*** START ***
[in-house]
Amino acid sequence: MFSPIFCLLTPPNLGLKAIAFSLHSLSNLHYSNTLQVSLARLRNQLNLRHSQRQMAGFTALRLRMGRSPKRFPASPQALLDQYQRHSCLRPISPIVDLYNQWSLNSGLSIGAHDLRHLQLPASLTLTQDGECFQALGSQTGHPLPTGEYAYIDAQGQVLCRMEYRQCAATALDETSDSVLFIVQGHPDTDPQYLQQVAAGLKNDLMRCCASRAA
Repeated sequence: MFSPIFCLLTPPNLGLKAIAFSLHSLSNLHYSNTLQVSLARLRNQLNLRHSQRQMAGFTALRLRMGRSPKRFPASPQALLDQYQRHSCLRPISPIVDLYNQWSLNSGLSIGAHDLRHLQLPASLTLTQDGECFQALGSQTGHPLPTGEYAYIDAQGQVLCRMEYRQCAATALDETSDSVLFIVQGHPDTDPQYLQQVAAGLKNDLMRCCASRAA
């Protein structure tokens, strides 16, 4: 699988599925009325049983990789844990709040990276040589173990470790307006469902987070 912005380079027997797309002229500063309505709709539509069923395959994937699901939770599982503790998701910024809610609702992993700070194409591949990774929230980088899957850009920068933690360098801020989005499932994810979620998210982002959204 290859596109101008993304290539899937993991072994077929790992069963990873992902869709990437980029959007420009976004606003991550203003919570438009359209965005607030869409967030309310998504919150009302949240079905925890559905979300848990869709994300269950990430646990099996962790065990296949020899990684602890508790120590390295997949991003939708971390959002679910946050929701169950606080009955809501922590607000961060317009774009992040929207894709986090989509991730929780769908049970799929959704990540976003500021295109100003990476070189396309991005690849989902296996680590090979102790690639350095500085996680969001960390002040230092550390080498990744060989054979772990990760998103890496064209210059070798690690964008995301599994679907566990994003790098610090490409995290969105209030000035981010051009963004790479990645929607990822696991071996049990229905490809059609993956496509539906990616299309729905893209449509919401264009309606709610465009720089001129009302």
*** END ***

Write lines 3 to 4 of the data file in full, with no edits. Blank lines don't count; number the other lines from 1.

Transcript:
Repeated sequence: MFSPIFCLLTPPNLGLKAIAFSLHSLSNLHYSNTLQVSLARLRNQLNLRHSQRQMAGFTALRLRMGRSPKRFPASPQALLDQYQRHSCLRPISPIVDLYNQWSLNSGLSIGAHDLRHLQLPASLTLTQDGECFQALGSQTGHPLPTGEYAYIDAQGQVLCRMEYRQCAATALDETSDSVLFIVQGHPDTDPQYLQQVAAGLKNDLMRCCASRAA
């Protein structure tokens, strides 16, 4: 699988599925009325049983990789844990709040990276040589173990470790307006469902987070 912005380079027997797309002229500063309505709709539509069923395959994937699901939770599982503790998701910024809610609702992993700070194409591949990774929230980088899957850009920068933690360098801020989005499932994810979620998210982002959204 290859596109101008993304290539899937993991072994077929790992069963990873992902869709990437980029959007420009976004606003991550203003919570438009359209965005607030869409967030309310998504919150009302949240079905925890559905979300848990869709994300269950990430646990099996962790065990296949020899990684602890508790120590390295997949991003939708971390959002679910946050929701169950606080009955809501922590607000961060317009774009992040929207894709986090989509991730929780769908049970799929959704990540976003500021295109100003990476070189396309991005690849989902296996680590090979102790690639350095500085996680969001960390002040230092550390080498990744060989054979772990990760998103890496064209210059070798690690964008995301599994679907566990994003790098610090490409995290969105209030000035981010051009963004790479990645929607990822696991071996049990229905490809059609993956496509539906990616299309729905893209449509919401264009309606709610465009720089001129009302």